Meet Scout Crowell ’20: intern at the Immigrant Worker Project

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Meet Scout Crowell ’20 who interviewed with us about her time spent this summer interning with the Immigrant Worker Project. 

What is the immigrant worker project?

The Immigrant Worker Project is a nonprofit organization that does advocacy work for immigrants in Ohio and in other areas of the Midwest— but primarily Ohio. Basically we do what the immigrant community needs at the time. Right now is a lot of legal work, at other times it’s been more grassroots advocacy type work like organizing activities or holding educational meetings.

What demographic do you mainly work with?

Mostly Central American immigrants. The large majority are Latinx immigrants. We have a few immigrants from areas in Africa, but a large portion of the people we work with are Central American, especially Guatemalan.

What was your role this summer with the Immigrant Worker Project?

I was a base level intern, so I did a lot of asylum applications, did intakes, which is where someone comes in, and they tell you their immigration story and you have to write all of it down, type it out, translate, to help prepare them for their asylum case. And then it’s passed down to lawyers and they make the case from there. But you basically get information such as demographics, why they left Guatemala or Honduras or wherever, how they got here— their immigration journey— why they can’t go back. To get asylum in the U.S. you need to have a reasonable fear of persecution based on specific categories.

We also take people to the doctor and translate for them. We drive a lot of people to their immigration court hearings in Cleveland, which is an hour away from where we worked in Canton, Ohio. We took people to individual case hearings where you find out whether or not the individual gets a deportation order or whether they win their asylum case and get to stay in the US. We also do a lot of ICE check-ins where people have to get ankle monitors once they turn 18.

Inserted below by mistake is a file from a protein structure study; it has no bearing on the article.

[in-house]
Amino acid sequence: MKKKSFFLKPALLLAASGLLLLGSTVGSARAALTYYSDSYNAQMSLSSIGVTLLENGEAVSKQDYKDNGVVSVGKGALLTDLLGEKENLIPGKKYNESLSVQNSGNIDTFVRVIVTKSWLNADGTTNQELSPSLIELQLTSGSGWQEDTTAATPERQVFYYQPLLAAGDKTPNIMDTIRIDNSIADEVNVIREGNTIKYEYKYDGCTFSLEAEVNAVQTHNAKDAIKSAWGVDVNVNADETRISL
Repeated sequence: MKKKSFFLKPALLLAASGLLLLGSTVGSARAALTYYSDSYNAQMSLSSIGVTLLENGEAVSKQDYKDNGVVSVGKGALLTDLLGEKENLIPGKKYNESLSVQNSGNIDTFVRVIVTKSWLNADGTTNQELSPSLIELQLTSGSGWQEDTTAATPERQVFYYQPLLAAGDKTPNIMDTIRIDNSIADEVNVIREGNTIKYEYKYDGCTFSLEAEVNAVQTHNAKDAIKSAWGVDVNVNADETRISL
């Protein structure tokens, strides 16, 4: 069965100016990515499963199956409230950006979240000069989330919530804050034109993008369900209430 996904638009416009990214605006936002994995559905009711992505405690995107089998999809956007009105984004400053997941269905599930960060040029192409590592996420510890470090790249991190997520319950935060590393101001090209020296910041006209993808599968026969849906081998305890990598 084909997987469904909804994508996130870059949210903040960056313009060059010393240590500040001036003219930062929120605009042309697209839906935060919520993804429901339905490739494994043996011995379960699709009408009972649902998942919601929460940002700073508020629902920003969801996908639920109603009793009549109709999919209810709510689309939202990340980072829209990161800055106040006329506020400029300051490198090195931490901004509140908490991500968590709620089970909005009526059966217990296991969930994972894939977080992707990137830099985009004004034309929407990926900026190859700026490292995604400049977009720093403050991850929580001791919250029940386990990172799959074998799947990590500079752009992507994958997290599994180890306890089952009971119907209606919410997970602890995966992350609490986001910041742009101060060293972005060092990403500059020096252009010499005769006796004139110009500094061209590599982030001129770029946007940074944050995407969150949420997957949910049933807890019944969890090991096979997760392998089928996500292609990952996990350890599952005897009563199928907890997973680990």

Tell me about your grant.

Eric Thorton ‘18 and I won a $10,000 Projects for Peace Grant, and with the money, we designed an educational advocacy project for the Central American youth in the area. The program basically focused on giving them the tools to do what they thought would be valuable in their communities as well as college preparation, college tours, and all that kind of stuff.

What was the most memorable moment from your summer?

The one thing that is a flashbulb memory is responding to the ICE raid during June. We went to the church where everybody went after the ICE, the helicopters, and police officers left the raided business. I walked into the church and there was probably 80 to 100 people there, helpless, kids with no parents. That was probably my most intense memory.

What are your hopes for the future of the Immigrant Worker Project?

I hope the Immigrant Worker Project is able to sustain itself as a nonprofit. It’s obviously really difficult to keep going. I just hope people care enough to fund the project and I hope that we can continue to make the impact we’ve made so far because it’s pretty incredible.

Thank you, Scout, for speaking with us here at the Thrill! Find out more about the Immigrant Worker Project here

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